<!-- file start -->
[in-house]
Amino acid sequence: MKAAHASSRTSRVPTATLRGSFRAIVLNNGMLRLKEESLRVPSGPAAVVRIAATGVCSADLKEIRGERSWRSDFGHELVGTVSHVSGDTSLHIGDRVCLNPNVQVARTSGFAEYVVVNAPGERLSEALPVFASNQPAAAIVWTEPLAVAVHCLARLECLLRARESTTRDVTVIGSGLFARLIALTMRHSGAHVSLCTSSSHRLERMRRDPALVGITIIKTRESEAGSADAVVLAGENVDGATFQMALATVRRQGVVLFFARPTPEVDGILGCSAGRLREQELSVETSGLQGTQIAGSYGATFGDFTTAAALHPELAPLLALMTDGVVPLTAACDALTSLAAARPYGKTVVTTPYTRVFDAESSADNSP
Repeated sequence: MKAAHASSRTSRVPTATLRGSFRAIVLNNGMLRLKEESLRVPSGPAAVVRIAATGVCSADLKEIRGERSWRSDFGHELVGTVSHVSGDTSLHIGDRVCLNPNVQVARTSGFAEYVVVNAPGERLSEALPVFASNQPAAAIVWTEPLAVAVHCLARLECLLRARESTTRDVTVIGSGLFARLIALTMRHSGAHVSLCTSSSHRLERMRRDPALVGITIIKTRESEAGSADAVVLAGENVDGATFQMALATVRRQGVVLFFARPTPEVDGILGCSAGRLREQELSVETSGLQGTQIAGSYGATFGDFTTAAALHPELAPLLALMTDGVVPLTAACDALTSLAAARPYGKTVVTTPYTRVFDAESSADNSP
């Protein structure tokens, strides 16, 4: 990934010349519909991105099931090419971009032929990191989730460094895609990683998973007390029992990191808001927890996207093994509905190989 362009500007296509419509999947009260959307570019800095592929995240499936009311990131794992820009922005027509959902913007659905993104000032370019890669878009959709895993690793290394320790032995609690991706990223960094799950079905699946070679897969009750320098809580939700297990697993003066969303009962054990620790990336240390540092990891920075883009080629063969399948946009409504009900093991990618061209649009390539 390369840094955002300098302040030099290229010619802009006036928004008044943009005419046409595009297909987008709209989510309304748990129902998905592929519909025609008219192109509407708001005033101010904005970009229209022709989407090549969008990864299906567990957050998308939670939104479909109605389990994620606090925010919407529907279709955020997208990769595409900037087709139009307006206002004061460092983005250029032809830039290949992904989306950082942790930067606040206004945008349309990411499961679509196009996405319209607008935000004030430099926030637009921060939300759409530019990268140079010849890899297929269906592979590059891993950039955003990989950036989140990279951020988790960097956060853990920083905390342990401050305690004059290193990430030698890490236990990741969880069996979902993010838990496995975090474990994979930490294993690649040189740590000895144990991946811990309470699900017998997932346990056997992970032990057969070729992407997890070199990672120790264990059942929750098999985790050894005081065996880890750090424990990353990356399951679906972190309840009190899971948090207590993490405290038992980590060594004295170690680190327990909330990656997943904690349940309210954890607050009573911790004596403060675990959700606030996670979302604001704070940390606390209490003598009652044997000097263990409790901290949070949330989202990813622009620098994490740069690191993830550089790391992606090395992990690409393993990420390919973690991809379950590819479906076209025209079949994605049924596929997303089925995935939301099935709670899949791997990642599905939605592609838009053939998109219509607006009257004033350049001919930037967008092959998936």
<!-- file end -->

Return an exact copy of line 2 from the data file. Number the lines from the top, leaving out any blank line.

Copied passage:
Amino acid sequence: MKAAHASSRTSRVPTATLRGSFRAIVLNNGMLRLKEESLRVPSGPAAVVRIAATGVCSADLKEIRGERSWRSDFGHELVGTVSHVSGDTSLHIGDRVCLNPNVQVARTSGFAEYVVVNAPGERLSEALPVFASNQPAAAIVWTEPLAVAVHCLARLECLLRARESTTRDVTVIGSGLFARLIALTMRHSGAHVSLCTSSSHRLERMRRDPALVGITIIKTRESEAGSADAVVLAGENVDGATFQMALATVRRQGVVLFFARPTPEVDGILGCSAGRLREQELSVETSGLQGTQIAGSYGATFGDFTTAAALHPELAPLLALMTDGVVPLTAACDALTSLAAARPYGKTVVTTPYTRVFDAESSADNSP